# Notes on handling variables in TiddlyWiki

In TiddlyWiki, the value of a tiddler’s custom field can be transcluded using {{!!field_name}}. For example, if local_file is a custom field containing a path to an image that the browser can display, the following embeds an image:

<div>
<img src={{!!local_file}}>
</div>


I would like to use the contents of other custom fields to specify some CSS styling. For example, I have some data about the orientation of some photos in a field called rotate, and would like to display them with the corresponding rotation.

In this case, we can’t easily transclude the rotate field’s value, because the reference is interpreted as part of a literal string. For example, from this:

<div>
<img src={{!!local_file}} style="transform: rotate({{!!rotate}}deg);">
</div>


the generated HTML will look like (depending on the value of local_file):

<div>
<img src="P1120090.JPG" style="transform: rotate({{!!rotate}}deg);">
</div>


This HTML successfully displays the image (if the image file is in the same directory as the TiddlyWiki file). However, the rotation information in the rotate field is not yet succesfully read.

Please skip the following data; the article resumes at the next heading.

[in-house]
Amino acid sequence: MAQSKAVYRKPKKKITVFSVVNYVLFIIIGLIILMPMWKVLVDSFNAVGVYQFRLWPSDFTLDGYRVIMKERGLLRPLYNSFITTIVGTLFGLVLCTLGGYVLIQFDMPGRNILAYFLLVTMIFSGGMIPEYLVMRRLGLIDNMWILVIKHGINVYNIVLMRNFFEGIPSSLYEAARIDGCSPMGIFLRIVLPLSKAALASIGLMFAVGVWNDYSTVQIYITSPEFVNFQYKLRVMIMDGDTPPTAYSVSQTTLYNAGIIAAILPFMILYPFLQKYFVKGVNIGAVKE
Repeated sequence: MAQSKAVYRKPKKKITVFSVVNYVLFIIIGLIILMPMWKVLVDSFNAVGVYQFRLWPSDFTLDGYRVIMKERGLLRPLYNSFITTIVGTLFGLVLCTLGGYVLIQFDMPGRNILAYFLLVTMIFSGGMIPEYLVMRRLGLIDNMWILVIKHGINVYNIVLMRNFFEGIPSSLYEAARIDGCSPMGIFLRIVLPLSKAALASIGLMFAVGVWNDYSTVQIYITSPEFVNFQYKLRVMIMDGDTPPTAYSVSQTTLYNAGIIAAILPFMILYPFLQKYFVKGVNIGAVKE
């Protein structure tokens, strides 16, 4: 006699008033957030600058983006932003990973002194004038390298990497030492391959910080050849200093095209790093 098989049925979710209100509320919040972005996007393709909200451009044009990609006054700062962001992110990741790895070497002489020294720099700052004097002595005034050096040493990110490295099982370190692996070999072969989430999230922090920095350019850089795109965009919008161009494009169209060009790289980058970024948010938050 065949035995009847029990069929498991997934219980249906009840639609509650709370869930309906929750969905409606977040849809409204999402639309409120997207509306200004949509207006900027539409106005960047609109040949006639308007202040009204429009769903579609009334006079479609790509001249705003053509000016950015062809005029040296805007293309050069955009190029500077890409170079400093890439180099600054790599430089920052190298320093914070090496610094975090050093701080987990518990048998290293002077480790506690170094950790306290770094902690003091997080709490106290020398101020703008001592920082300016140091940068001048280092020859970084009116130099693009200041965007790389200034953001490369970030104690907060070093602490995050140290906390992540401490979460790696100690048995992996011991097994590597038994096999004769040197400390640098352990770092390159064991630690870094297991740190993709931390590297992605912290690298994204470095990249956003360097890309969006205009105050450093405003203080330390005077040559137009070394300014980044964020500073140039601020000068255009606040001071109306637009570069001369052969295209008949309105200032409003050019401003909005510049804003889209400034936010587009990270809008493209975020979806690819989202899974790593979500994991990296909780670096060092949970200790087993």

In cases like these, where a variable’s value is inaccessible by inline substitution, it’s very easy to get the desired result by writing a short macro, and passing the variable as a parameter to the macro.

For example, we can define the following macro that takes a single parameter, rot. The placeholder $rot$ refers to the value of rot. The <$macrocall> widget can be used to get a value for rot and pass it to the macro. \define userot(rot) <div> <img src={{!!local_file}} style="transform:rotate($rot$deg);"> </div> \end <$macrocall $name="userot" rot={{!!rotate}} />  This generates the following HTML: <div> <img src="P1120090.JPG" style="transform:rotate(90deg);"> </div>  The macro call itself can be made into a named macro so that it can be easily invoked from any tiddler. This is done by creating a new tiddler, giving it the tag $:/tags/Macro (so TiddlyWiki makes the macro definition available everywhere), and putting the macro definitions within:

\define rotimg()
<$macrocall$name="userot" rot={{!!rotate}} />
\end

\define userot(rot)
<div>
<img src={{!!local_file}} style="transform:rotate($rot$deg);">
</div>
\end


The macro definitions can be in the same tiddler or in separate ones.

In the case of my macros above, I can insert the text <<rotimg>> into any tiddler that has the appropriate local_file and rotate fields, and the rotated image will be displayed in that tiddler.